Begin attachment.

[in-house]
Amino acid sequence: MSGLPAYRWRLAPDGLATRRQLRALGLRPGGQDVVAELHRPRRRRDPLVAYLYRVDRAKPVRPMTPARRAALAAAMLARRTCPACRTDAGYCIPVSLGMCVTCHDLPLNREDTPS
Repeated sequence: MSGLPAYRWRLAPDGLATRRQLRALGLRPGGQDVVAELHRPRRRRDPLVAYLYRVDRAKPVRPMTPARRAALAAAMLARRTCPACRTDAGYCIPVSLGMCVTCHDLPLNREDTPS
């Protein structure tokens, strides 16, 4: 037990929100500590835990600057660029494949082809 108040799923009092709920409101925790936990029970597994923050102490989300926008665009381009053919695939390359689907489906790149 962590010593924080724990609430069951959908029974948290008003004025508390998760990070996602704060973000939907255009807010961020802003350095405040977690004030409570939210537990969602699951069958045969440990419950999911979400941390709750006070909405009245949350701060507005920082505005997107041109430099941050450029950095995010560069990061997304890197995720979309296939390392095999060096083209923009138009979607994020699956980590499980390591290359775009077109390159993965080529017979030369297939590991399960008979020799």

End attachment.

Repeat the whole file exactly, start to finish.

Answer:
[in-house]
Amino acid sequence: MSGLPAYRWRLAPDGLATRRQLRALGLRPGGQDVVAELHRPRRRRDPLVAYLYRVDRAKPVRPMTPARRAALAAAMLARRTCPACRTDAGYCIPVSLGMCVTCHDLPLNREDTPS
Repeated sequence: MSGLPAYRWRLAPDGLATRRQLRALGLRPGGQDVVAELHRPRRRRDPLVAYLYRVDRAKPVRPMTPARRAALAAAMLARRTCPACRTDAGYCIPVSLGMCVTCHDLPLNREDTPS
């Protein structure tokens, strides 16, 4: 037990929100500590835990600057660029494949082809 108040799923009092709920409101925790936990029970597994923050102490989300926008665009381009053919695939390359689907489906790149 962590010593924080724990609430069951959908029974948290008003004025508390998760990070996602704060973000939907255009807010961020802003350095405040977690004030409570939210537990969602699951069958045969440990419950999911979400941390709750006070909405009245949350701060507005920082505005997107041109430099941050450029950095995010560069990061997304890197995720979309296939390392095999060096083209923009138009979607994020699956980590499980390591290359775009077109390159993965080529017979030369297939590991399960008979020799």